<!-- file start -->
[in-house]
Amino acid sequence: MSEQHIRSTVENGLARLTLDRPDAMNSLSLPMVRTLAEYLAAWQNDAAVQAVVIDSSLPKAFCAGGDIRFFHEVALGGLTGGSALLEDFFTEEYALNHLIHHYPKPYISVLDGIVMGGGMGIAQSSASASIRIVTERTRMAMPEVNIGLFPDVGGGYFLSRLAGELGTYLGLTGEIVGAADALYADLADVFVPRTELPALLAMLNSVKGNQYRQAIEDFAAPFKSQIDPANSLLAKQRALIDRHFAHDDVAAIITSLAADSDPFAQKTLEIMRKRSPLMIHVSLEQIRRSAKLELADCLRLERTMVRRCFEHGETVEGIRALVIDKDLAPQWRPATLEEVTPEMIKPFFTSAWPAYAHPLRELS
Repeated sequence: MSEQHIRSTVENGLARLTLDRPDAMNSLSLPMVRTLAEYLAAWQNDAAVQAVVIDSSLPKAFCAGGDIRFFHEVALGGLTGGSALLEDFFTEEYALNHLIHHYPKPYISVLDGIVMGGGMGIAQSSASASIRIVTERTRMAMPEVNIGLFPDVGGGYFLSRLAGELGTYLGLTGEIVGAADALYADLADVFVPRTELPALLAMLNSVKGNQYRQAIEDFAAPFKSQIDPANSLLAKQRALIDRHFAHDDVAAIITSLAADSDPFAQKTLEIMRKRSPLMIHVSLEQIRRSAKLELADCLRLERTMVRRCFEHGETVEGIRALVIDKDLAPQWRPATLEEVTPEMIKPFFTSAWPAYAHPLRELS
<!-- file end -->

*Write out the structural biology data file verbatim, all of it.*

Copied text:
[in-house]
Amino acid sequence: MSEQHIRSTVENGLARLTLDRPDAMNSLSLPMVRTLAEYLAAWQNDAAVQAVVIDSSLPKAFCAGGDIRFFHEVALGGLTGGSALLEDFFTEEYALNHLIHHYPKPYISVLDGIVMGGGMGIAQSSASASIRIVTERTRMAMPEVNIGLFPDVGGGYFLSRLAGELGTYLGLTGEIVGAADALYADLADVFVPRTELPALLAMLNSVKGNQYRQAIEDFAAPFKSQIDPANSLLAKQRALIDRHFAHDDVAAIITSLAADSDPFAQKTLEIMRKRSPLMIHVSLEQIRRSAKLELADCLRLERTMVRRCFEHGETVEGIRALVIDKDLAPQWRPATLEEVTPEMIKPFFTSAWPAYAHPLRELS
Repeated sequence: MSEQHIRSTVENGLARLTLDRPDAMNSLSLPMVRTLAEYLAAWQNDAAVQAVVIDSSLPKAFCAGGDIRFFHEVALGGLTGGSALLEDFFTEEYALNHLIHHYPKPYISVLDGIVMGGGMGIAQSSASASIRIVTERTRMAMPEVNIGLFPDVGGGYFLSRLAGELGTYLGLTGEIVGAADALYADLADVFVPRTELPALLAMLNSVKGNQYRQAIEDFAAPFKSQIDPANSLLAKQRALIDRHFAHDDVAAIITSLAADSDPFAQKTLEIMRKRSPLMIHVSLEQIRRSAKLELADCLRLERTMVRRCFEHGETVEGIRALVIDKDLAPQWRPATLEEVTPEMIKPFFTSAWPAYAHPLRELS